other folk consider "rough" the 'bent is actually no problem. Cycling
    up a rather iffy section of the Buchan and Formartine way while fully
    laden for touring last year, Roos and I passed a couple on upright
    tourers pushing theirs (we were going up the gentle rise, they were
    coming down) and we subsequently overtook a couple of kids on their
    MTBs. And Roos' bike is a semi-low with 20" wheels back and front!

    > The other negatives I would add are:
    >
    > - transport, especially by car.


    Quite so.

    > - use in inner city traffic where an upwrong allows you to look over the
    > cars and to weave through the small openings they leave. Cycling down
    > the outside of one car, across the front of it and down the inside of
    > the next is pretty difficult on a bent, again a victim of weight
    > transfer balancing.


    Though having said that it's a damn site easier doing the above on a
    Brompton than on a 700c drop bar bike, yet nobody ever seems to say that
    700c drop bar bikes are untenable because there are better options in
    traffic! Often the case that the best thing to do in heavy traffic on
    /any/ cycle is just sit it out in the queue, in which case a comfy chair
    is more use than a high perch to let you see the back of that bus from
    slightly higher up! ;-/

    I more often am on the Brom in heavy urban traffic, but not because of
    the view, which frankly I find to be a bit of a non-issue most of the
    time. I use it in preference because it's easier to [un]park at the
    journey ends and stow securely.

    > - pushing. If you do need to get off and walk many bents are impossibly
    > low for pushing, especially if you need to operate the steering, without
    > risking your back.


    But many aren't. Mine is no trouble at all in that regard, the top of
    the seat makes for an easy grab. As with a traditional diamond frame
    you can generally steer them while pushing without resorting to using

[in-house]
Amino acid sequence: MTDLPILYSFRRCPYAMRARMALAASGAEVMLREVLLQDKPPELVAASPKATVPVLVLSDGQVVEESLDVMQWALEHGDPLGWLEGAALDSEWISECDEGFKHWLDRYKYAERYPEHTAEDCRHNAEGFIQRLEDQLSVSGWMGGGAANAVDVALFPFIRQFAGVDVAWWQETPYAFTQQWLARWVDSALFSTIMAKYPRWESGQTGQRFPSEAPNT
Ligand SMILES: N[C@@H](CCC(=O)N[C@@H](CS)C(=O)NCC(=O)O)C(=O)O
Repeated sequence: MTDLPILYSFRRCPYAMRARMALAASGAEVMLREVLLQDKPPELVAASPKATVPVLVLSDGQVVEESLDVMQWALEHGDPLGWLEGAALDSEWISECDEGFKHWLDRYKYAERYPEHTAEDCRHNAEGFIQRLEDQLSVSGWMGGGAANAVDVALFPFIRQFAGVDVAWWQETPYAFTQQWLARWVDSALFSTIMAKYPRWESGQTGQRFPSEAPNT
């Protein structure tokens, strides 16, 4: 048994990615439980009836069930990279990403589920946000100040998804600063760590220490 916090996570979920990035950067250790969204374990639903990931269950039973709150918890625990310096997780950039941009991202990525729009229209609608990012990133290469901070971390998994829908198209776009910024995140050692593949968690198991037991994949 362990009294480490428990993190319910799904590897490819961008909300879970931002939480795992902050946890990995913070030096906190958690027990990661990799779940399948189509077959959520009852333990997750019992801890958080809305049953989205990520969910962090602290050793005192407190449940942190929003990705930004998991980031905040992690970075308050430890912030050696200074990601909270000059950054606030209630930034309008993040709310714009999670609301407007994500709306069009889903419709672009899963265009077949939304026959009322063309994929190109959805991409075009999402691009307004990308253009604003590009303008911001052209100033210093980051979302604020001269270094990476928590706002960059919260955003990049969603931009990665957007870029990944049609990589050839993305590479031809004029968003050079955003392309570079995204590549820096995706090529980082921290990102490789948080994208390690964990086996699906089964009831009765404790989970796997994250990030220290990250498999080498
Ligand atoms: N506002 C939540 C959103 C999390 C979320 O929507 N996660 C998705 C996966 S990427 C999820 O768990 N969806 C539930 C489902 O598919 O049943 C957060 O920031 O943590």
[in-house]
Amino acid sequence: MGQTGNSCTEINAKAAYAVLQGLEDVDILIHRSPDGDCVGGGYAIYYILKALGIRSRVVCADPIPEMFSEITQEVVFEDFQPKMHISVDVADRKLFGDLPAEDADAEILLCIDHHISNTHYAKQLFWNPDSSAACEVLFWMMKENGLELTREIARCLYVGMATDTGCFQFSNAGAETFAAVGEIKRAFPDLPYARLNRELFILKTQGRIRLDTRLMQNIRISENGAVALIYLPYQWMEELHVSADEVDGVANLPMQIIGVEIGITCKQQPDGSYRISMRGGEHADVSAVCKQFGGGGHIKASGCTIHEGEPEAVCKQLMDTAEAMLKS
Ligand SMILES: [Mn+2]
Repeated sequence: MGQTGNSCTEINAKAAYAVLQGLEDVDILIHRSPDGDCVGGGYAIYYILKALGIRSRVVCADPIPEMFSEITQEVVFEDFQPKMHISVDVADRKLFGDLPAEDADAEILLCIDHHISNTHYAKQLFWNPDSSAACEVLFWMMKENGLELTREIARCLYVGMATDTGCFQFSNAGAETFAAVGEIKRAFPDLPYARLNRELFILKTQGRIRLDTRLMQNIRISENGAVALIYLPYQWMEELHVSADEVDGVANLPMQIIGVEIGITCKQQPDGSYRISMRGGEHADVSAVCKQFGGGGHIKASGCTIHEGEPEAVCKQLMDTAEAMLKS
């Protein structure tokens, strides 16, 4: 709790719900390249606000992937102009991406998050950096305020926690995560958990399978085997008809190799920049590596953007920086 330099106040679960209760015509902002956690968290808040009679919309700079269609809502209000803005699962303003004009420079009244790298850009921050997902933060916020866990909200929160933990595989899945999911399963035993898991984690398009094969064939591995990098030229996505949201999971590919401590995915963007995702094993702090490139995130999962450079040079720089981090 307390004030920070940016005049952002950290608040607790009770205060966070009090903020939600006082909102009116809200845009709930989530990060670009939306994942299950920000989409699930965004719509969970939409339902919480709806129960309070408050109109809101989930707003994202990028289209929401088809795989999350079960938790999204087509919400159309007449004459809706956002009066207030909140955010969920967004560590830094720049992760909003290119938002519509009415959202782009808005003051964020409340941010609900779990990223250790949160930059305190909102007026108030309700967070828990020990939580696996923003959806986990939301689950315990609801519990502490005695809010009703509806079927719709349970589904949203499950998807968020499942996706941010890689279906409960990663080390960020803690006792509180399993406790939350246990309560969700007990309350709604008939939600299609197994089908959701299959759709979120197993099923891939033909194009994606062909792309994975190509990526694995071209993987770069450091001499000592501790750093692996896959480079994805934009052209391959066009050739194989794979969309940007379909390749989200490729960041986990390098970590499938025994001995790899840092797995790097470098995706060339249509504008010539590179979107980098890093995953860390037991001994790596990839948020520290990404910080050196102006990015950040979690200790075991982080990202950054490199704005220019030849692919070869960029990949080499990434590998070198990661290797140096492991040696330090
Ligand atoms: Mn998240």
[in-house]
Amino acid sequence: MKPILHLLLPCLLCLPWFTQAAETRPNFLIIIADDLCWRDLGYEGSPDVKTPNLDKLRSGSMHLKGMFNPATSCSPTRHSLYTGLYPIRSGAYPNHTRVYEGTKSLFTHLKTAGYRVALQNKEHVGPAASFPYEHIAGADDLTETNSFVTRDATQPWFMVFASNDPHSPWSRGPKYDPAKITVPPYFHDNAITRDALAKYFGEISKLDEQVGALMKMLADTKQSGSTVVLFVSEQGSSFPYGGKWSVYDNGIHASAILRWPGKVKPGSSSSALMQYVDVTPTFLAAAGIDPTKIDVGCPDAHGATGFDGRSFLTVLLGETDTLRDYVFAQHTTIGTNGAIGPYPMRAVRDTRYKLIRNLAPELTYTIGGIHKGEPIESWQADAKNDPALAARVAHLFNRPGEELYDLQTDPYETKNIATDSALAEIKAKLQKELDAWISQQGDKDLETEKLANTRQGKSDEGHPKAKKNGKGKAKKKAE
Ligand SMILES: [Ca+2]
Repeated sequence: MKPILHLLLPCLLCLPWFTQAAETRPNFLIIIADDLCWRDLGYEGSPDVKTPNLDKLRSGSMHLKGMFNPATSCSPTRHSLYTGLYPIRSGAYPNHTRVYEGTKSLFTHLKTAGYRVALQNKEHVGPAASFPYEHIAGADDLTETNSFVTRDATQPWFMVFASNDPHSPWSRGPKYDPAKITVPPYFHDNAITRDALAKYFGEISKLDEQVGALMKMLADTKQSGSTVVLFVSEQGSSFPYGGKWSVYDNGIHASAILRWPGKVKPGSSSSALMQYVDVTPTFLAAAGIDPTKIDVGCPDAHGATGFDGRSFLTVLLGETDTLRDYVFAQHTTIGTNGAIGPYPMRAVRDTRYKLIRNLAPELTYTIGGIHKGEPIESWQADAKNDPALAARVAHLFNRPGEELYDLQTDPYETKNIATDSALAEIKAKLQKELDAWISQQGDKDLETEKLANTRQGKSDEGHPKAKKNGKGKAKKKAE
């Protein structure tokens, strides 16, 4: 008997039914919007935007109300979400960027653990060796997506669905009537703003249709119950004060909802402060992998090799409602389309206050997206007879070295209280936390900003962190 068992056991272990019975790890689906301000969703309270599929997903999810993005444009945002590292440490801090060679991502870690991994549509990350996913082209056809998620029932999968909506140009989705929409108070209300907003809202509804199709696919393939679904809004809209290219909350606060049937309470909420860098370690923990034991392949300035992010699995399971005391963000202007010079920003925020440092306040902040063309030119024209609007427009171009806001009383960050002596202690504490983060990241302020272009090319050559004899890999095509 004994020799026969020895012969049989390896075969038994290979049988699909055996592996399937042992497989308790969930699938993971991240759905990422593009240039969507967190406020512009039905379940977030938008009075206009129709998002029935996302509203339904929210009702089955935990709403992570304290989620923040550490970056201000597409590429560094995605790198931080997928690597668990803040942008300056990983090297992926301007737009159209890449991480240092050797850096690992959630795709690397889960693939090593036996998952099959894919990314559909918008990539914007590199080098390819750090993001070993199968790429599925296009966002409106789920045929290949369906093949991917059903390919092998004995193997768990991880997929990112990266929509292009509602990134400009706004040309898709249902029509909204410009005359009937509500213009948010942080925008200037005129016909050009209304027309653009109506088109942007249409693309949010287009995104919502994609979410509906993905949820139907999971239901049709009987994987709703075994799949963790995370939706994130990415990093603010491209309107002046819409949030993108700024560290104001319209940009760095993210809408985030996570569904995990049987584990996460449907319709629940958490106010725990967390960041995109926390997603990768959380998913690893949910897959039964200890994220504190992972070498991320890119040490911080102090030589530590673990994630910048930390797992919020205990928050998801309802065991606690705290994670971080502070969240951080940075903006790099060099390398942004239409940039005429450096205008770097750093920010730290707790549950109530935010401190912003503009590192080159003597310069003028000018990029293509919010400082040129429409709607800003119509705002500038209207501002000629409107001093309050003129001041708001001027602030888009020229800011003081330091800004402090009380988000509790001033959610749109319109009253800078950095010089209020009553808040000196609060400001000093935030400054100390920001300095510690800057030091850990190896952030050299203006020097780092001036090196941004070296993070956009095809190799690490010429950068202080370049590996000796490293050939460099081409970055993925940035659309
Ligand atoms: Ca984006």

the handlebars, simply leaning the bike to engage the steer. Works for
    me, I usually push uprights by their saddle rather than the bars.

    Pete.
    --
    Peter Clinch Medical Physics IT Officer
    Tel 44 1382 660111 ext. 33637 Univ. of Dundee, Ninewells Hospital
    Fax 44 1382 640177 Dundee DD1 9SY Scotland UK
    net [email protected] http://www.dundee.ac.uk/~pjclinch/
     
  6. Mike Causer

    Mike Causer Guest

    On Thu, 06 Jan 2005 11:02:00 +0000, Alan Braggins wrote:

    > At least one poster here has a recumbent and some uprights, and finds an
    > upright more appropriate for at least some journeys (not racing),


    In my case the uprights are Moultons, which are very versatile, so not all
    of my reasons apply to diamond frames. The major disadvantage that any
    2-wheel 'bent has is when starting & stopping. So for trips that are in
    heavy traffic, or have many obstructions (eg many cycle farcilities) I'll
    take a Moulton. Being dismantleable means that a Moulton can be more
    easily used on a train journey, avoiding the restrictions on timing. And
    there's the large rear rack, which makes trips for a moderate amount of
    shopping so easy.

    However, for longer journeys where I can keep rolling, the recumbent is
    faster and more comfortable. No more sore crotch, no more numb hands. It
    will also take a substantially heavier load than the Moulton's rack, and
    is much more stable with a load. Hills are not much of a problem where I
    live, but wind is, and it is very much easier to pedal into a headwind
    with the recumbent's better aerodynamics.



    > Bike suspension can compensate for this, but is not free or weightless


    ..... unless you have 17" wheels, which are sufficiently lighter than 26"
    to compensate ;-)



    Mike
     
  7. In article <[email protected]>, Peter Clinch wrote:
    >
    >> The other negatives I would add are:

    [...]
    >> - use in inner city traffic where an upwrong allows you to look over the
    >> cars and to weave through the small openings they leave. Cycling down
    >> the outside of one car, across the front of it and down the inside of